Flies are, without a doubt, pretty stupid. They have puny brains. They buzz into deadly bug-zapper lights, one after another. You’d think it’d be easy to swat one down, but no, the fly almost always outmaneuvers your attack and escapes, living to see another one of its 28 days.
It’s like you’re moving in slow motion.
Actually, from the fly’s perspective, you quite literally are moving in slow motion, because every species experiences time differently. The reason? Differences in sight.
All animals, including humans, see the world in what’s essentially a seamless movie. What’s really happening, however, is that the brain is taking individual images sent from the eye at a fixed rate per second in distinct flashes and piecing them together.
The rate at which this occurs is called “flicker-fusion frequency,” which is measured by determining how rapidly a light needs to be switched on and off before it appears to an animal as a continuous stream. Scientists measure this in insects by hooking up tiny glass electrodes to the photoreceptors of its eyes and flashing light at increasingly fast speeds, all while a computer graphs the signals sent from the photoreceptors.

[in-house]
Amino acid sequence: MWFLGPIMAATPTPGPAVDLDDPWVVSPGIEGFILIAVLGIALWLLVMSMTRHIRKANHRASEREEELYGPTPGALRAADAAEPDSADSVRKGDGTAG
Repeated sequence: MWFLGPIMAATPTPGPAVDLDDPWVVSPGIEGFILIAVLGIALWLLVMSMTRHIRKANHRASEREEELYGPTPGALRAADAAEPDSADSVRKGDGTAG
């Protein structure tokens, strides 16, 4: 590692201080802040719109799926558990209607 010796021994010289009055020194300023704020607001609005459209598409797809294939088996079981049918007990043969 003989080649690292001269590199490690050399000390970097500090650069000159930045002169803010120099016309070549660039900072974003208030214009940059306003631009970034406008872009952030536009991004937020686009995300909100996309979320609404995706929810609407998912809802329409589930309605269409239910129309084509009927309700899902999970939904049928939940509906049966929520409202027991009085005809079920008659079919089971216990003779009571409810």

Video of a flicker-fusion test (warning: flashing lights)
It turns out this rate is different for every animal. The general rule is: the smaller the species, the quicker the vision.
Humans see about 60 flashes per second while flies see about 250 – a full four times faster than humans.
In fact, the majority of flying animals, including vertebrates, have faster vision than humans – possibly because it’s mortally important that they’re to quickly react and dodge obstacles.
(A quick note about trying to get your dog to watch TV: The refresh-rate on traditional TVs is about 60Hz, which is on par with the flicker-fusion frequency of humans. However, dogs see at about 80Hz, which means that unless you have a high-quality TV, your favorite movie appears as rapid-fire still images to your dog.)
The fastest-seeing flies are blindingly quick, even relative to their own kind. A “killer fly,” a predatory species found in Europe, is able to launch from a resting position into the air, circle several times around another fly in mid-flight, catch it, and bring its twitching body down to the ground in less than a second.
Why is the killer fly so much faster? The light-detecting cells in its eyes contain more mitochondria, essentially the “batteries” of cells, than other flies, and this powers its supercharged vision. For this insect, time moves in extra-slow motion – about six times slower than it does for humans.
It begs the question: If certain flies see more quickly than other flies, then do some people experience time differently than other people? Does that have anything to do with why times seem to speed up as we get older?
“It’s tempting to think that for children time moves more slowly than it does for grownups, and there is some evidence that it might,” he said. “People have shown in humans that flicker fusion frequency is related to a person’s subjective perception of time, and it changes with age. It’s certainly faster in children.”